Why Do Diets Fail



72% of us have tried a diet this year,

yet almost half feel its failed within the first month

Consumer report reveals dieting reality and why most are doomed to failure

The reality of diets is that the vast majority fail and the process involved seriously disappoints those who embark on them, according to new research and an expert panel debate from XLS-MEDICAL – the UK’s number one weight loss tablet*.

Only one third of diets attempted are seen as successful, and almost half of those spoken to admit to realising a diet is failing within the first month of trying, which suggests weight conscious UK consumers live with way too many setbacks when trying to tackle one of life’s most prevalent health challenges.

Presented at the ‘Why Diets Fail’ forum at the Rosewood Hotel in London, consumer research commissioned by XLS-MEDICAL and carried out by OnePoll shows that 72% of us have tried a diet this year, with a third trying two or more diets in the past 12 months. Looking long term, more than a third (34%) have considered themselves to have failed every diet they’ve ever tried because they have put the weight back on again.

Why do diets fail?

Less than a quarter of dieters see the mission through to achieving weight loss goals or the end of a programme. The most common tipping point is lack of motivation for 41% of people, followed by boredom with the food, difficulty of managing at work, time challenges, and stress in keeping the plan going.

Jodie Relf, Weight Management and Sports Dietitian at XLS-MEDICAL explains: “The nature of some diets can set you up for a massive challenge in the way they are constructed. Motivation & support are key for weight loss success, the more complicated the diet, the more effort it takes and the more likely you are to lose motivation. Emotional support, someone to talk to who can keep you going on an everyday level and a practical plan that works for you are key struts of any smart programme. Being a slave to a routine that puts up barriers around your chances of success just doesn’t help.”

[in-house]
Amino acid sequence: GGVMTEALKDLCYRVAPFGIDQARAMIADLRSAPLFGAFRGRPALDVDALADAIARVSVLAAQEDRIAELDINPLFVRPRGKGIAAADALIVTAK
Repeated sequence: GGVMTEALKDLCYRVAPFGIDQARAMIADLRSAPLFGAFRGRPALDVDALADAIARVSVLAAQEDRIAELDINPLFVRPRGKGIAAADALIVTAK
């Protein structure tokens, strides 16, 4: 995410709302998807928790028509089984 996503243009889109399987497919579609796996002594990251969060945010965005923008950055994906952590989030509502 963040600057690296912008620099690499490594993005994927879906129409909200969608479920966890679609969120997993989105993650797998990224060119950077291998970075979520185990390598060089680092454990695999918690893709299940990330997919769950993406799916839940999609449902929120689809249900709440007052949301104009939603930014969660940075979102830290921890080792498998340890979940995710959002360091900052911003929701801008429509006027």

“The word ‘diet’ is the problem when weight loss is what matters. Diets are transitory; weight loss is a long term lifestyle choice that should involve healthier eating and exercise, as well as someone to help you through the bad days and encourage you on the good ones. We face many barriers when it comes to weight loss, living in an obesogenic environment is one of these barriers and these are challenging to overcome, which is why I believe that sometimes there is a need for further intervention. Adding a clinically proven slimming aid like XLS-MEDICAL to your weight loss tool box to accelerate weight loss and drive motivation can helps overcome these barriers.”

Five guiding principles for weight loss success

  1. Adopt the “flexible restraint” approach – where occasionally allowing oneself higher fat, calorie or sugar foods in modest portions and without guilt – as this is more likely to help you keep the weight off in the long run. Life still needs enjoyment.
  2. Pick the right time for a change in healthy eating lifestyle, and write down your reasons and motivations for wanting to lose weight before you start on any plan
  3. Put in place the right support team to help with motivation and sharing successes and slip ups – it could be a friend, partner, health professional, or website to keep you inspired and help you through.
  4. Choose a method or approach to weight loss that fits your working patterns, time or lack of it, and ease of adoption into the everyday. Less barriers are more likely to lead to success, which is why using a clinically proven slimming aid such as XLS-MEDICAL alongside a healthy balanced diet can accelerate sustainable weight loss without disrupting your daily routines.
  1. Set realistic goals – losing just 5-10% of your weight has massive health benefits. A weight loss of up to 2 pounds (lb) a week is a safe and realistic target as well as motivating one.

*IRI Total Market, Slimming Aids, Value Sales 52wks to 18th April 16

All data taken from OnePoll research survey of 2,000 respondents, male and female, aged 21-60. Survey carried out 28.04.16 – 03.05.16